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Acoustic Hyperlens

Acoustic Hyperlens

High resolution ultrasound scans and greatly improved sonal imaging may become possible because of a technique using metamaterials to create a hyperlens that can focus sound to a fraction of its wavelength.

Acoustic Hyperlens Could Sharpen Ultrasound Imaging – [ieee.org]

In the past few years, researchers have created artificial materials known as metamaterials, which bend and focus light in unnatural ways. While a microscope’s glass lens can detect only objects larger than half a wavelength of light, metamaterials could enable ultrahigh-resolution imaging of much tinier features.

A new device made by researchers at the University of California, Berkeley, does a similar trick with sound waves. Just as with its optical counterpart, imaging with sound is limited by the wave’s length, a phenomenon called the diffraction limit. But the acoustic metamaterial that mechanical engineering professor Xiang Zhang and his colleagues presented yesterday on the online version of the journal Nature Materials magnifies and detects features that are just one-seventh of the sound signal’s wavelength.

Berkeley Researchers Create First Hyperlens for Sound Waves – [lbl.gov]

In the world of optical imaging, hyperlensing is enjoying a hyper rage. Fabricated from metamaterials – composites of metals and dielectrics whose uniquely engineered structures give rise to extraordinary optical properties – hyperlenses make it possible to overcome the so-called “diffraction limit” by imaging features that are significantly smaller than the wavelengths of incident light. Zhang called the capturing of information carried by evanescent waves “the Holy Grail of optical information” in 2007, when he and his research group announced a hyperlens made from nanowires of silver and aluminum oxide that was able to use visible light to image objects smaller than 150 nanometers, well below visible light’s diffraction limit of 260 nanometers.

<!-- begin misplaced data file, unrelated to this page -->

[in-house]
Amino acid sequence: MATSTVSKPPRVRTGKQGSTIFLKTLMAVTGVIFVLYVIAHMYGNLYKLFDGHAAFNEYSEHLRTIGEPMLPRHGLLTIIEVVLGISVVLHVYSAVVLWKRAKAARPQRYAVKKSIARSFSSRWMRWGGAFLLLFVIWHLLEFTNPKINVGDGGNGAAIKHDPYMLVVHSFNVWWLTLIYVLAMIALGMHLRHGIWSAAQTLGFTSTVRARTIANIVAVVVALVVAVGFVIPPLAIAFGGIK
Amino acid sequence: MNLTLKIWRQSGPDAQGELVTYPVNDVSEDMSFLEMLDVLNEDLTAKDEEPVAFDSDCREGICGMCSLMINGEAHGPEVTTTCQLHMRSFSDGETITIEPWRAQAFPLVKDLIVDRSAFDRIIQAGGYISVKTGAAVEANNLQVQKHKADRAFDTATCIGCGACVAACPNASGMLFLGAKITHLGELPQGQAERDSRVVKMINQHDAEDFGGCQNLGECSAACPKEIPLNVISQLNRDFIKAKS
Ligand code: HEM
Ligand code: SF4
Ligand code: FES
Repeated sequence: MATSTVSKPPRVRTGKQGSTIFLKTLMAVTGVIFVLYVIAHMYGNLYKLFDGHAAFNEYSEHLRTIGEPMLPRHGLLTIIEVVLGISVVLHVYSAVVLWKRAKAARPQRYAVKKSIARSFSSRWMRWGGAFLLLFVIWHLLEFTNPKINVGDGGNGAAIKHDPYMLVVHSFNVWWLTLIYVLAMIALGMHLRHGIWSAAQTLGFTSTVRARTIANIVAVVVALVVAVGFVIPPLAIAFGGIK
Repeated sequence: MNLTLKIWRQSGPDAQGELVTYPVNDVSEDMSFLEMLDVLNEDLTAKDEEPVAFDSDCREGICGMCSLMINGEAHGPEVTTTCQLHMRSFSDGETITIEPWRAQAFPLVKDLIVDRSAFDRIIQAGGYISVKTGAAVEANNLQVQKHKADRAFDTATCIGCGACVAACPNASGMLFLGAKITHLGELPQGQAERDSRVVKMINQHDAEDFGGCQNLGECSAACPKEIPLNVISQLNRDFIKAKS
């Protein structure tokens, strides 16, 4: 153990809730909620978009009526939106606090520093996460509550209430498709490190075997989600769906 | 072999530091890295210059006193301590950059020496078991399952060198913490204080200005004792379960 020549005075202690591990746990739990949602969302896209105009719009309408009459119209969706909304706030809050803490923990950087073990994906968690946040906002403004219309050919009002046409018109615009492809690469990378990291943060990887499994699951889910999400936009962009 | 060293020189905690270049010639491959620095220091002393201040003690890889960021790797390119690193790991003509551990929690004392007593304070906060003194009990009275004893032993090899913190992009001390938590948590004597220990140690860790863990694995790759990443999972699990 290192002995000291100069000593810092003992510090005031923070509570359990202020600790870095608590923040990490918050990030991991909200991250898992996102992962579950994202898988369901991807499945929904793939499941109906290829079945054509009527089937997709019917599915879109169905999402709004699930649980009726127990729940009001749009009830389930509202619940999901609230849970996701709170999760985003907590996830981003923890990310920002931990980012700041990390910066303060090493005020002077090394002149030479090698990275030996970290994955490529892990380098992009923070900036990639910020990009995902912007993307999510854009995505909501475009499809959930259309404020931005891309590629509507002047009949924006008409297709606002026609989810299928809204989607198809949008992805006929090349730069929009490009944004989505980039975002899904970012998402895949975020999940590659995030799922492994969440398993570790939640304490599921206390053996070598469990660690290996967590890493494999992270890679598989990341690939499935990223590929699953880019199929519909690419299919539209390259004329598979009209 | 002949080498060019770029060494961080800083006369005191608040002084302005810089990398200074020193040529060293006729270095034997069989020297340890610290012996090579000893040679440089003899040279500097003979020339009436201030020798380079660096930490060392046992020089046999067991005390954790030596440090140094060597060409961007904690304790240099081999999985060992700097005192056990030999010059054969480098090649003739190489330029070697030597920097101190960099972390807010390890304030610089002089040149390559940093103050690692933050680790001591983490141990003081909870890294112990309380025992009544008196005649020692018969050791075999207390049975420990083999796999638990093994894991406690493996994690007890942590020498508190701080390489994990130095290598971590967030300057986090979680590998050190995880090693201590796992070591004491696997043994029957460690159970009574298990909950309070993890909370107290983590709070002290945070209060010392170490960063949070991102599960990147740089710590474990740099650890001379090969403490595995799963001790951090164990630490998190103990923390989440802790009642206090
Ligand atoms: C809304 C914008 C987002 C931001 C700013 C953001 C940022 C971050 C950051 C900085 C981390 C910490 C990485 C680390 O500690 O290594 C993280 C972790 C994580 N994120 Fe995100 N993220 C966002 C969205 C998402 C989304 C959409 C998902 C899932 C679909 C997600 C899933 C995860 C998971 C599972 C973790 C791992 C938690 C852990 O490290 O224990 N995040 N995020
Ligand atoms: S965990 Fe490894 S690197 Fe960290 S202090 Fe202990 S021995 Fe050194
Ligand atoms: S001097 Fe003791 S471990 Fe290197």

Sound waves are also hampered by an intrinsic diffraction limit when deployed for imaging purposes – objects that can be seen with conventional acoustic imaging are limited by the length of the sound wave. Once again, Zhang and his colleagues have overcome this diffraction limit by employing carefully engineered wave dispersion surfaces. This time they’ve demonstrated the first broad-band low-loss imaging with large magnification, where evanescent waves carrying information about subwavelength features are gradually converted into propagating waves.

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